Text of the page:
Croatia, creditors tailor emergency measures to save tottering giant

Croatia's tottering retail and food giant Agrokor reached an agreement with its creditors, putting its debts standby and allowing it to continue working during emergency restructuring, the Croatian branch of Austria's Erste Bank said Friday.

Agrokor's creditors say standstill agreement to go into force today

A standstill agreement regarding the Agrokor concern's existing financial obligations to banks will take effect on Friday, additional capital will be injected into the concern in the coming days and the concern will be actively restructured, which includes a change of its management, it was said on Friday after a meeting between Agrokor's suppliers and creditor banks.

Palestinians, UN slam Israel's new settlement plan

Palestinians, Israeli activists and the UN lambasted the government of Israeli Prime Minister Benjamin Netanyahu on Friday, a day after it gave the go-ahead for the first new West Bank settlement in a quarter of a century.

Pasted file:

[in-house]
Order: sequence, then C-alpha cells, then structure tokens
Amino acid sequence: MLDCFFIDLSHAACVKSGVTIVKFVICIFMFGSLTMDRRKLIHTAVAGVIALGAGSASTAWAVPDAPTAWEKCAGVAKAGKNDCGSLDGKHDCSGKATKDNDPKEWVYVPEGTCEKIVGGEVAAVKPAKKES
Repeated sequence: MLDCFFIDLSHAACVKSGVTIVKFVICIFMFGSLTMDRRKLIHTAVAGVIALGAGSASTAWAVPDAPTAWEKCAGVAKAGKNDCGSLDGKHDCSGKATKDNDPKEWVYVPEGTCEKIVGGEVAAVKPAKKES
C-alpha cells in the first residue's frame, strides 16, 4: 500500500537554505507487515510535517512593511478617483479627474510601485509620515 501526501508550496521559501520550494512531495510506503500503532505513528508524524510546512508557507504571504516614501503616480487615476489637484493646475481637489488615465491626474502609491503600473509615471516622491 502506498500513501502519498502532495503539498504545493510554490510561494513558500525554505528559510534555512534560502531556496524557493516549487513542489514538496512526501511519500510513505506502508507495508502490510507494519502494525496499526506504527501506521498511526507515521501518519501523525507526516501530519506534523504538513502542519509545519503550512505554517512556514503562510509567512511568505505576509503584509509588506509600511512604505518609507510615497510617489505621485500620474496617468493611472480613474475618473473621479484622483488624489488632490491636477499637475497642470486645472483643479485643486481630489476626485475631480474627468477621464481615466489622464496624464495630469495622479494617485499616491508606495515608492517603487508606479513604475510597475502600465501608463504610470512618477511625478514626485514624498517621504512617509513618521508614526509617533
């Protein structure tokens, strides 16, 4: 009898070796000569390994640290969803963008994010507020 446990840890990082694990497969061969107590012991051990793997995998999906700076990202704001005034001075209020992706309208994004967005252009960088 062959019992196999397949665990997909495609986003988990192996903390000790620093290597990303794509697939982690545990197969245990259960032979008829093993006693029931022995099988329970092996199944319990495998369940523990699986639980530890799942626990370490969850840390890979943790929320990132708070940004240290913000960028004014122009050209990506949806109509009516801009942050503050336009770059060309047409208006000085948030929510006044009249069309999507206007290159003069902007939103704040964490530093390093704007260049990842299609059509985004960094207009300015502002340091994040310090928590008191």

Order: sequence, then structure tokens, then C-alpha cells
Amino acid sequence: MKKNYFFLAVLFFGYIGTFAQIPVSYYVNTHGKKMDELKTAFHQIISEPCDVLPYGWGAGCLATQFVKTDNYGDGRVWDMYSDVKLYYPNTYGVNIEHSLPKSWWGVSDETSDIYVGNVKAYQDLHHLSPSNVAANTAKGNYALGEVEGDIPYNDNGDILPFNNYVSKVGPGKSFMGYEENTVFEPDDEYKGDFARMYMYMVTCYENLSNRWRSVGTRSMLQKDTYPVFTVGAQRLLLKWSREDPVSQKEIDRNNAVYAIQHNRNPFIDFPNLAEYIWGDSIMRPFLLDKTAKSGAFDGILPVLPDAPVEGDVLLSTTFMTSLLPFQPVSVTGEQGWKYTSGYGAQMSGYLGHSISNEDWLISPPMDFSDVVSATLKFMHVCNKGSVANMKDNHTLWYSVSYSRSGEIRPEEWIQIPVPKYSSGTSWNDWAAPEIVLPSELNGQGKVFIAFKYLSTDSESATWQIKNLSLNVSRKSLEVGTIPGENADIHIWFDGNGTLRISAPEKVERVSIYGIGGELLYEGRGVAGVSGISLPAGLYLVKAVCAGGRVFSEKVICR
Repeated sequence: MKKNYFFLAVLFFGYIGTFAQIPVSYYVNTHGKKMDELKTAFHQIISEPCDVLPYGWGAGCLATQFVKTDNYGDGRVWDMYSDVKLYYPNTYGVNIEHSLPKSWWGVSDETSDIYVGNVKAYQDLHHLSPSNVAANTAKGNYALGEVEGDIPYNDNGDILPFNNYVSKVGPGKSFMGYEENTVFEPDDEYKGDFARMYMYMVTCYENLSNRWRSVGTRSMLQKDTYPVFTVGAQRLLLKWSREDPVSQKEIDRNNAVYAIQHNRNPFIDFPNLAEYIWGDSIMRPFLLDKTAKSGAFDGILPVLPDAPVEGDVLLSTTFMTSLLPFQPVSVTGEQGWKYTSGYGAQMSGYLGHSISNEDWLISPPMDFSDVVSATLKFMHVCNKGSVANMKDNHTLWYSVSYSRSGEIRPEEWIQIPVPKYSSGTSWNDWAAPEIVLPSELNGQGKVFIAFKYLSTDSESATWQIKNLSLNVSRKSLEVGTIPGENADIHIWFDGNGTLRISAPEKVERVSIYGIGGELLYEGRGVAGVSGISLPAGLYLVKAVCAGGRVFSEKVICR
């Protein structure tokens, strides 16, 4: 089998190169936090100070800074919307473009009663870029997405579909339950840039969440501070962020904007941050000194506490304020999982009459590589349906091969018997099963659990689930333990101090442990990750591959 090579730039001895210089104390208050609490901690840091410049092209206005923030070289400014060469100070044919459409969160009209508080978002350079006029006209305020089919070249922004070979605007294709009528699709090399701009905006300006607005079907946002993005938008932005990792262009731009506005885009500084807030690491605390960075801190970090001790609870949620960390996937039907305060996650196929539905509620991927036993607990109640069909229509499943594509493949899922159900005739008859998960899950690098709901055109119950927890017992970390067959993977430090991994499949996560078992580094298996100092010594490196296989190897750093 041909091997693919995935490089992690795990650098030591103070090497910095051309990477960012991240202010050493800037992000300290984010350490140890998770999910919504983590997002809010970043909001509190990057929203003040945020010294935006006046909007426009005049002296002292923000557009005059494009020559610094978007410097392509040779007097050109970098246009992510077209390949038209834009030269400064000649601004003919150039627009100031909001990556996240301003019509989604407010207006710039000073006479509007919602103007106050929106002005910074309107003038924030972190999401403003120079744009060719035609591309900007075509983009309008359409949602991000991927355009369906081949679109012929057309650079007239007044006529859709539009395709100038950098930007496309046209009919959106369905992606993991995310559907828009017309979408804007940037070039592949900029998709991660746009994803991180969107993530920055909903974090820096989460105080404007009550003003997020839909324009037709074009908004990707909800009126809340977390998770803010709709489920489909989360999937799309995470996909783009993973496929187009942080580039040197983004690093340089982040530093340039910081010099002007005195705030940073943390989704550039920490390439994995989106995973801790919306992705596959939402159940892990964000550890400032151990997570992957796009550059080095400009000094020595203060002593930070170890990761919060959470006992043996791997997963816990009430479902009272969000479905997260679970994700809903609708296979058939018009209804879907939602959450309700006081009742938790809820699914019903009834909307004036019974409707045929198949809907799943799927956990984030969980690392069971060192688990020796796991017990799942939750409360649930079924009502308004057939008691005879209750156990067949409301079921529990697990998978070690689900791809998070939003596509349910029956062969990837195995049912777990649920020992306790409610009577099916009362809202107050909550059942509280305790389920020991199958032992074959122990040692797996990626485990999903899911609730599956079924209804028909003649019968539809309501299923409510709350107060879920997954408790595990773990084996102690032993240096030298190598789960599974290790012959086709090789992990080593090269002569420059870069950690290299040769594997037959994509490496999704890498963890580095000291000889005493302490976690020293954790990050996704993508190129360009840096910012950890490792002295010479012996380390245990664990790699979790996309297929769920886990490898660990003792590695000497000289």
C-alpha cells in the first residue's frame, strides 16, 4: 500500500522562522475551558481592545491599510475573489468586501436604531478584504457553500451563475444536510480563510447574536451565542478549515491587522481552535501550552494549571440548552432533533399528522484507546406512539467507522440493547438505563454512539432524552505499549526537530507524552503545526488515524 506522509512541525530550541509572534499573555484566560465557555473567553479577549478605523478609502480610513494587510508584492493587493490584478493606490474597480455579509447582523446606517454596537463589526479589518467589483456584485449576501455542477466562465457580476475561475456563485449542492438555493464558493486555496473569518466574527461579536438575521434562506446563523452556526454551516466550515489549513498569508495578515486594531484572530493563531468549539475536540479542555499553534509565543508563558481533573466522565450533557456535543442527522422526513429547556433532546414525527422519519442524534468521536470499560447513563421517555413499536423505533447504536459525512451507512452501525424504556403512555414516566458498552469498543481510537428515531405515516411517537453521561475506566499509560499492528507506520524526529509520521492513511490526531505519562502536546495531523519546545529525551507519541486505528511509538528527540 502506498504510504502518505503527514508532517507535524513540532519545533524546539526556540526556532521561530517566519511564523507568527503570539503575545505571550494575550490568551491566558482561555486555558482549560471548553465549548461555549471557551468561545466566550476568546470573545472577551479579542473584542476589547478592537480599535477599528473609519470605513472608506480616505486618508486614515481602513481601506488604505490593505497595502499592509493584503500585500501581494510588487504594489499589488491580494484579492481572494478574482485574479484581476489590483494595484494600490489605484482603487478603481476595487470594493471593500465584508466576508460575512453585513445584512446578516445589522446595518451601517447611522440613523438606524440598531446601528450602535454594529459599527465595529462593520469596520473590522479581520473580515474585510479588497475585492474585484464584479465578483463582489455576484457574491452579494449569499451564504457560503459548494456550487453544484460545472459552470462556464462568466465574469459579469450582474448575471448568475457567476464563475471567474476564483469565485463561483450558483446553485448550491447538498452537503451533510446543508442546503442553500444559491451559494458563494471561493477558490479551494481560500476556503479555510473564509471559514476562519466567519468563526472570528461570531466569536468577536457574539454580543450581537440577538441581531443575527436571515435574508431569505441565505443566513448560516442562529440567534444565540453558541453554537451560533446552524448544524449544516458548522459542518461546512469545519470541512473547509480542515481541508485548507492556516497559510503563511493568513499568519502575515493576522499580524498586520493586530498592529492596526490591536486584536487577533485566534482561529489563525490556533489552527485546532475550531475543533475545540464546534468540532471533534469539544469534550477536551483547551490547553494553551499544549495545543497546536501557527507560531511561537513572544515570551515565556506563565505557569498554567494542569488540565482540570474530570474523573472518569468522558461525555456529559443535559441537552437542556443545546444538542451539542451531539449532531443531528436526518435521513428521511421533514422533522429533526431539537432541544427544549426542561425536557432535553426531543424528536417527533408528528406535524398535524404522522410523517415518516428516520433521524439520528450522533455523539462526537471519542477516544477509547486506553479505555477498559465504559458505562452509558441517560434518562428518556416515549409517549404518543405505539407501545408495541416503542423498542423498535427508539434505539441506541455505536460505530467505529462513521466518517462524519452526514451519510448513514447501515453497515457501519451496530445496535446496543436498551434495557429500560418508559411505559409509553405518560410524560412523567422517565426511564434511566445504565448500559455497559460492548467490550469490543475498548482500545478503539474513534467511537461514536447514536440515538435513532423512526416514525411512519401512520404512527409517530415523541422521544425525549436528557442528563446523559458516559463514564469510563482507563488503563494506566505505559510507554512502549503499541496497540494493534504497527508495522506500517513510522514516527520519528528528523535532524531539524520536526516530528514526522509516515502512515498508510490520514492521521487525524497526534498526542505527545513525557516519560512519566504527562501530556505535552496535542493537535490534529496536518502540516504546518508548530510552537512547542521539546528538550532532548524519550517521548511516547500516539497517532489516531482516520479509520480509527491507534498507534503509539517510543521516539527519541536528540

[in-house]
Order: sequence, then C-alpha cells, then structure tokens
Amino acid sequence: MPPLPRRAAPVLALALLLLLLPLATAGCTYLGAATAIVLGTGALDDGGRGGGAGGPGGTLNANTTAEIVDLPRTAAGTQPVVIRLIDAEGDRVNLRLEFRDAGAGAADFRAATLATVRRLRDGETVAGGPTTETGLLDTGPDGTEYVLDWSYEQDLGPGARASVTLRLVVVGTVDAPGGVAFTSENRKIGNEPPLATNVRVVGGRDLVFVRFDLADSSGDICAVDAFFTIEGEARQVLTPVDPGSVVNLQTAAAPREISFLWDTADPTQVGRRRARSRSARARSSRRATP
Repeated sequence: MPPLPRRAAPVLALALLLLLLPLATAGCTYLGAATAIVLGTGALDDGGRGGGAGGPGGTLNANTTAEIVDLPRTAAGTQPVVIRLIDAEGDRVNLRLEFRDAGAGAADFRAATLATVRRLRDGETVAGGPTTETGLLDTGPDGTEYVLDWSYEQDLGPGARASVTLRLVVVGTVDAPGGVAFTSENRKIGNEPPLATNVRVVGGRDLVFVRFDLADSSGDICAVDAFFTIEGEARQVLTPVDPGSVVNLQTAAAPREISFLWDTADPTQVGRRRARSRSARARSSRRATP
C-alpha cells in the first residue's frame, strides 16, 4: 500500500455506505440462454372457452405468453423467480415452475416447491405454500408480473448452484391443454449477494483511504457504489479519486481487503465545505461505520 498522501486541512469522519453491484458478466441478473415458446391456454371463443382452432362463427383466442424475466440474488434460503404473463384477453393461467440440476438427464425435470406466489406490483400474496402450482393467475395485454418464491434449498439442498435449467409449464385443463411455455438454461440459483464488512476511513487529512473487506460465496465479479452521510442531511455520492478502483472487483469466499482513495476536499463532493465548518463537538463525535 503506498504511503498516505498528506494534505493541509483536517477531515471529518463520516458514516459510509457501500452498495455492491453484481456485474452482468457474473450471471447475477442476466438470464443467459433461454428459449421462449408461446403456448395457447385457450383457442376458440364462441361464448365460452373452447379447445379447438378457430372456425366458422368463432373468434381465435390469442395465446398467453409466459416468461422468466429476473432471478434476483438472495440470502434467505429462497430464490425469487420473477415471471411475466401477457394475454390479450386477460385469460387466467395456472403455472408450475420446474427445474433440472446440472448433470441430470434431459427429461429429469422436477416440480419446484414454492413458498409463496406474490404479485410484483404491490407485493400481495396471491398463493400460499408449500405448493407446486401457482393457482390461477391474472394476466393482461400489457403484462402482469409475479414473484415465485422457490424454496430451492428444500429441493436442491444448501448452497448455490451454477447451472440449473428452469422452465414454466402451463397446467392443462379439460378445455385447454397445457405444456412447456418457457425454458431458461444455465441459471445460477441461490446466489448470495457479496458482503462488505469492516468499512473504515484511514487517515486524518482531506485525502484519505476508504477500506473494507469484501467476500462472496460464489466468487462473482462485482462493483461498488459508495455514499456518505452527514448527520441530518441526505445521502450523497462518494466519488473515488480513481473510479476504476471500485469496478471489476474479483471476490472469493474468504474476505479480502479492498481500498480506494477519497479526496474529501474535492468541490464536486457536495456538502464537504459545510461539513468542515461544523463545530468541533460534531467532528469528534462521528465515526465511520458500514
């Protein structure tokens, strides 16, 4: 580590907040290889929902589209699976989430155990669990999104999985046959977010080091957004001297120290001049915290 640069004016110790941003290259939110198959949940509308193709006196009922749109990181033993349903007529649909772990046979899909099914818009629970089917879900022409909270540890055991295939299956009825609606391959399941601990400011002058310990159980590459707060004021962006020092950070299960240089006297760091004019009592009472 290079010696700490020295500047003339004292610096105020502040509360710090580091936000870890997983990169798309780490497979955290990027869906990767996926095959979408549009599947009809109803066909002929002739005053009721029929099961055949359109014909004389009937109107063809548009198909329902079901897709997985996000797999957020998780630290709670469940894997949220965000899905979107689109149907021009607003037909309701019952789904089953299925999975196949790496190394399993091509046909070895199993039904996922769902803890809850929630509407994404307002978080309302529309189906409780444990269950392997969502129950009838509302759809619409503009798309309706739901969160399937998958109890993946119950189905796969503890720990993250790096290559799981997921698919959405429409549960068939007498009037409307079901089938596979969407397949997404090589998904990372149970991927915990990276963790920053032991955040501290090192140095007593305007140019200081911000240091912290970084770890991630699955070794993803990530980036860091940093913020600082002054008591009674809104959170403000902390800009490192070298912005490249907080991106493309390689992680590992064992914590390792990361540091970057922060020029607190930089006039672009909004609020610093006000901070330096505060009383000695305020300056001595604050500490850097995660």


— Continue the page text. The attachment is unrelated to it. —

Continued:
South Sudan rebels release three abducted foreign oil workers

South Sudanese rebels have released three foreign engineers they abducted in early March in the oil-rich Upper Nile region, Foreign Affairs Ministry official Mawein Makol Arik said on Friday.

Turkish opposition: Imprisoned party chief has gone on hunger strike

The head of Turkey's pro-Kurdish opposition party has launched a hunger strike from prison.

European leagues threaten Champions League schedule clashes

The European Professional Football Leagues (EPFL) on Friday threatened schedule clashes on Champions League matchdays in an ongoing dispute with the governing body UEFA.

Danish court revokes citizenship of IS volunteer

A Danish appellate court on Friday stripped a man of his Danish citizenship for volunteering to fight for the extremist Islamic State in Syria.

Banks and Agrokor agree on key elements of standstill agreement

Member banks of the coordinating committee of financial creditors and representatives of the Agrokor food company have in principle agreed on key elements of a standstill agreement, which is expected to be signed later today, announcing changes in the company's management team, Erste Bank said in a statement on Friday afternoon.

Syrian man on trial in Sweden; mosque attack labelled terrorism

A Syrian man went on trial Friday in the southern Swedish city of Malmo, charged with terrorism and arson after an attack last year on a building used as an assembly hall by Shiite Muslims.